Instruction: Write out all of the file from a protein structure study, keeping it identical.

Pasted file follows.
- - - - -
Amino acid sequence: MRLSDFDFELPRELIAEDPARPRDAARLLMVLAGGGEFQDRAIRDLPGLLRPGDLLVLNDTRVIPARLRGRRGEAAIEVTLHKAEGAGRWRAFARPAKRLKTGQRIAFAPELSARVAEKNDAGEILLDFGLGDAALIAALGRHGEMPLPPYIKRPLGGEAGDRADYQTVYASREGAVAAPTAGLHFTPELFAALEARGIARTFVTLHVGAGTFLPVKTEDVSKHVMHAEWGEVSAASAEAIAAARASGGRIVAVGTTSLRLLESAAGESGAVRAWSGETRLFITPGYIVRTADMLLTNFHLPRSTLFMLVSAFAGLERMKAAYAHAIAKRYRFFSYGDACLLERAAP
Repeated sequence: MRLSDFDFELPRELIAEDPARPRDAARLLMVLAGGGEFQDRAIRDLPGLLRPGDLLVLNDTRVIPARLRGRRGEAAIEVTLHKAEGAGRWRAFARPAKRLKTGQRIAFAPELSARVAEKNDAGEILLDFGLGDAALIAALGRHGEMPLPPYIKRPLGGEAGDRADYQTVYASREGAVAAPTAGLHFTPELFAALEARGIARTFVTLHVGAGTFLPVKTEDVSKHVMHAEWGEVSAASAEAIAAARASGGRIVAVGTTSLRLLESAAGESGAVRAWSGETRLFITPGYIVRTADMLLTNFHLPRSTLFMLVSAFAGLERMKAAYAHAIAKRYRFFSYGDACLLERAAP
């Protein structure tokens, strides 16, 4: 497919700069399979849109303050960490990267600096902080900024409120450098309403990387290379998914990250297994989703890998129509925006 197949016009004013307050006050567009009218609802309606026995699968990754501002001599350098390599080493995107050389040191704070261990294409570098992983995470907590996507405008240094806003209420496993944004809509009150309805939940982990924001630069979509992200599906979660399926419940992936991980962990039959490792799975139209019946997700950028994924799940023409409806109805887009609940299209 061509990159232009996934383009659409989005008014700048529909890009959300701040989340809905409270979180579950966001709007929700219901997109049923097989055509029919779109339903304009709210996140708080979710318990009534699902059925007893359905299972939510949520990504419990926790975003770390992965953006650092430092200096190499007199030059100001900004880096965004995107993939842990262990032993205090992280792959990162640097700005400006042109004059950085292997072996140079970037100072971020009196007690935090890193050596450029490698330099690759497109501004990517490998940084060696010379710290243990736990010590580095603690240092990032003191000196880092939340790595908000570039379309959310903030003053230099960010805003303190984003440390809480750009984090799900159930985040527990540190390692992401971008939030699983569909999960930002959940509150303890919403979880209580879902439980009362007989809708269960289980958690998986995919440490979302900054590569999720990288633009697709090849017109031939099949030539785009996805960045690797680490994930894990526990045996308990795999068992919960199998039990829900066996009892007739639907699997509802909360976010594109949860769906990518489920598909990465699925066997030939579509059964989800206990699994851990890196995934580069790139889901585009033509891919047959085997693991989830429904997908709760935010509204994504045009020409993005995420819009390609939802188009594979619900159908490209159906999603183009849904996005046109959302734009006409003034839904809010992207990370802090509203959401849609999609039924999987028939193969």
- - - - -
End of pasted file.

Amino acid sequence: MRLSDFDFELPRELIAEDPARPRDAARLLMVLAGGGEFQDRAIRDLPGLLRPGDLLVLNDTRVIPARLRGRRGEAAIEVTLHKAEGAGRWRAFARPAKRLKTGQRIAFAPELSARVAEKNDAGEILLDFGLGDAALIAALGRHGEMPLPPYIKRPLGGEAGDRADYQTVYASREGAVAAPTAGLHFTPELFAALEARGIARTFVTLHVGAGTFLPVKTEDVSKHVMHAEWGEVSAASAEAIAAARASGGRIVAVGTTSLRLLESAAGESGAVRAWSGETRLFITPGYIVRTADMLLTNFHLPRSTLFMLVSAFAGLERMKAAYAHAIAKRYRFFSYGDACLLERAAP
Repeated sequence: MRLSDFDFELPRELIAEDPARPRDAARLLMVLAGGGEFQDRAIRDLPGLLRPGDLLVLNDTRVIPARLRGRRGEAAIEVTLHKAEGAGRWRAFARPAKRLKTGQRIAFAPELSARVAEKNDAGEILLDFGLGDAALIAALGRHGEMPLPPYIKRPLGGEAGDRADYQTVYASREGAVAAPTAGLHFTPELFAALEARGIARTFVTLHVGAGTFLPVKTEDVSKHVMHAEWGEVSAASAEAIAAARASGGRIVAVGTTSLRLLESAAGESGAVRAWSGETRLFITPGYIVRTADMLLTNFHLPRSTLFMLVSAFAGLERMKAAYAHAIAKRYRFFSYGDACLLERAAP
């Protein structure tokens, strides 16, 4: 497919700069399979849109303050960490990267600096902080900024409120450098309403990387290379998914990250297994989703890998129509925006 197949016009004013307050006050567009009218609802309606026995699968990754501002001599350098390599080493995107050389040191704070261990294409570098992983995470907590996507405008240094806003209420496993944004809509009150309805939940982990924001630069979509992200599906979660399926419940992936991980962990039959490792799975139209019946997700950028994924799940023409409806109805887009609940299209 061509990159232009996934383009659409989005008014700048529909890009959300701040989340809905409270979180579950966001709007929700219901997109049923097989055509029919779109339903304009709210996140708080979710318990009534699902059925007893359905299972939510949520990504419990926790975003770390992965953006650092430092200096190499007199030059100001900004880096965004995107993939842990262990032993205090992280792959990162640097700005400006042109004059950085292997072996140079970037100072971020009196007690935090890193050596450029490698330099690759497109501004990517490998940084060696010379710290243990736990010590580095603690240092990032003191000196880092939340790595908000570039379309959310903030003053230099960010805003303190984003440390809480750009984090799900159930985040527990540190390692992401971008939030699983569909999960930002959940509150303890919403979880209580879902439980009362007989809708269960289980958690998986995919440490979302900054590569999720990288633009697709090849017109031939099949030539785009996805960045690797680490994930894990526990045996308990795999068992919960199998039990829900066996009892007739639907699997509802909360976010594109949860769906990518489920598909990465699925066997030939579509059964989800206990699994851990890196995934580069790139889901585009033509891919047959085997693991989830429904997908709760935010509204994504045009020409993005995420819009390609939802188009594979619900159908490209159906999603183009849904996005046109959302734009006409003034839904809010992207990370802090509203959401849609999609039924999987028939193969």